SingFirst’s $6 Billion Social Safety Net Will Not Bankrupt Singapore

SingFirst’s social safety net package is not prepared overnight but is the outcome of several years of research and discussion. It started with the S$60 billion economic plan outlined in the 2011 essay “Creating Jobs and Enterprise in a New Singapore economy – Ideas for Change” by Tan Jee Say, our Secretary-General.

Our proposal has now been updated following discussions in the last few years with international experts in Finland, Norway, Berlin, Oxford and Harvard. It has also been discussed and debated internally over several months. We took into consideration what the Minister of Finance told Parliament about the use of returns on investment of Singapore’s national assets.

To help our readers understand our approach, we have decided to use simple illustrations and graphics, rather than post a long article. We believe these simple messages will help to communicate our proposal more effectively and clearly.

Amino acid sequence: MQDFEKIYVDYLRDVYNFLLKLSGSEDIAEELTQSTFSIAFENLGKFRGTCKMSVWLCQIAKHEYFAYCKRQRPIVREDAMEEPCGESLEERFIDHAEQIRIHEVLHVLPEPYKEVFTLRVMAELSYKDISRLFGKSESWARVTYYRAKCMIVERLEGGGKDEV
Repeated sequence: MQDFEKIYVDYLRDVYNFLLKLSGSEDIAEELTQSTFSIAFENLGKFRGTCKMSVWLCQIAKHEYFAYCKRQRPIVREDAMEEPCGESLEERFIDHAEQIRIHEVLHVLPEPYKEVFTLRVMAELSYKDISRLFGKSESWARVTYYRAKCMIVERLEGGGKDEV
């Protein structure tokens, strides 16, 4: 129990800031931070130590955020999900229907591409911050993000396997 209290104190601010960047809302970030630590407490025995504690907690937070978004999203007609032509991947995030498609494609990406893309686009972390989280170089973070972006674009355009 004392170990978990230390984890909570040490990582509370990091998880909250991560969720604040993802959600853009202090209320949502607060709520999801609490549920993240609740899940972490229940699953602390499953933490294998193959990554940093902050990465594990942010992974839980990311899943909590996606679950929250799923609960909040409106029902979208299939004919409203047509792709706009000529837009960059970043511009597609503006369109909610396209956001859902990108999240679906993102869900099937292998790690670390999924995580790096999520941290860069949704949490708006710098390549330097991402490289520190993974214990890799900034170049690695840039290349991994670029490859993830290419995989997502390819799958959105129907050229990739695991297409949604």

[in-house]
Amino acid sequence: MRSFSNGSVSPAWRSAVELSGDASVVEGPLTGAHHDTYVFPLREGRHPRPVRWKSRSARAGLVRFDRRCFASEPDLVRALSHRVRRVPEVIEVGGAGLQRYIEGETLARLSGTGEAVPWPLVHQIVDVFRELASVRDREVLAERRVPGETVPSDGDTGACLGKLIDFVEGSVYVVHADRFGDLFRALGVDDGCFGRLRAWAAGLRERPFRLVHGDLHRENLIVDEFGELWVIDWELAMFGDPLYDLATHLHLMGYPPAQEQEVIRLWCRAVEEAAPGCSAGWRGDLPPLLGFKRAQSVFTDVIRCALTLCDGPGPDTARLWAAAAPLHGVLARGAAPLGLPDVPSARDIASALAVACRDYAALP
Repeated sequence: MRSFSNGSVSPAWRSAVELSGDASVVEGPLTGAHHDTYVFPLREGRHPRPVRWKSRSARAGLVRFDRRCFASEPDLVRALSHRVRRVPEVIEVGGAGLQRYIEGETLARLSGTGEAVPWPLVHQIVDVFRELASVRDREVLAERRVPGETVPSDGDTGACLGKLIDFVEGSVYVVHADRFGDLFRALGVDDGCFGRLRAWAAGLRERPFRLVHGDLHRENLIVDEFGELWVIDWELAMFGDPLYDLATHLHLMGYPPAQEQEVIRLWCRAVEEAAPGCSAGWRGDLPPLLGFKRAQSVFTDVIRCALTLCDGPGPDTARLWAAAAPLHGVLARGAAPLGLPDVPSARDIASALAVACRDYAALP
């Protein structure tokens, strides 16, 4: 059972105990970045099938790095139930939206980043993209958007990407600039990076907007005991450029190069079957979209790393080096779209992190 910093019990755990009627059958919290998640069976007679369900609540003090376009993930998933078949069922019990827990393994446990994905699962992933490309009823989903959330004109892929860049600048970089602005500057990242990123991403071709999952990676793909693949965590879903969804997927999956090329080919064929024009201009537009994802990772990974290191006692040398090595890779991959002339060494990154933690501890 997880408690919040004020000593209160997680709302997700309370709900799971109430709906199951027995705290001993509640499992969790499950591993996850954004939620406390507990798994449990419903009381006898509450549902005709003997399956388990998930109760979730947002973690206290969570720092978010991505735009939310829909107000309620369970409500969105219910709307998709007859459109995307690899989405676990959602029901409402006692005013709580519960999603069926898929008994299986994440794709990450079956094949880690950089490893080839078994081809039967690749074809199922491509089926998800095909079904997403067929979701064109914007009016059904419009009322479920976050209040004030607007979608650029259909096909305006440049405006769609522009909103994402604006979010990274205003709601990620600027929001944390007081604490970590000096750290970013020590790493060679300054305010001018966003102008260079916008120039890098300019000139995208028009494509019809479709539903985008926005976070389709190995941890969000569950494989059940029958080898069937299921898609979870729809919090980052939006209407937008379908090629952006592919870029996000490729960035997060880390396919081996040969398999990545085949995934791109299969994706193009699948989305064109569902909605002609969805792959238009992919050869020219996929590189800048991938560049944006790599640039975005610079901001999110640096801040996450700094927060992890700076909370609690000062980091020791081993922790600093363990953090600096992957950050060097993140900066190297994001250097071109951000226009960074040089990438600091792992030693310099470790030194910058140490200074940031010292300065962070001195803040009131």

1. The ISSUE – Rising Social Inequality

Economic growth in Singapore has created a large gap between the rich and poor, leaving a big segment of society behind. Inflation and technology has widened the income gap. Singaporeans have also become the most stressed, unhappiest and least emotional people in the world.

According to an article in The Economist on 7 March 2014, Singapore is presently the most expensive city in the world as housing, education, healthcare and transport costs are rising day by day.

” It has been a long time coming, but Singapore, a tiny city-state of about 5m people, has finally made it: to being the most expensive city in the world. According to the Economist Intelligence Unit (EIU), a sister organisation of The Economist, after a decade of steadily climbing up the table from 18th place, Singapore now occupies the position usually reserved for the Japanese capital, Tokyo. Paris is now the second-most expensive, ahead of Oslo in Norway”.

– The Economist (article here)

Singapore has the biggest income gap among developed countries, as indicated by the Gini co-efficient, an international standard of measure of income inequality. The higher the Gini, the greater the inequality.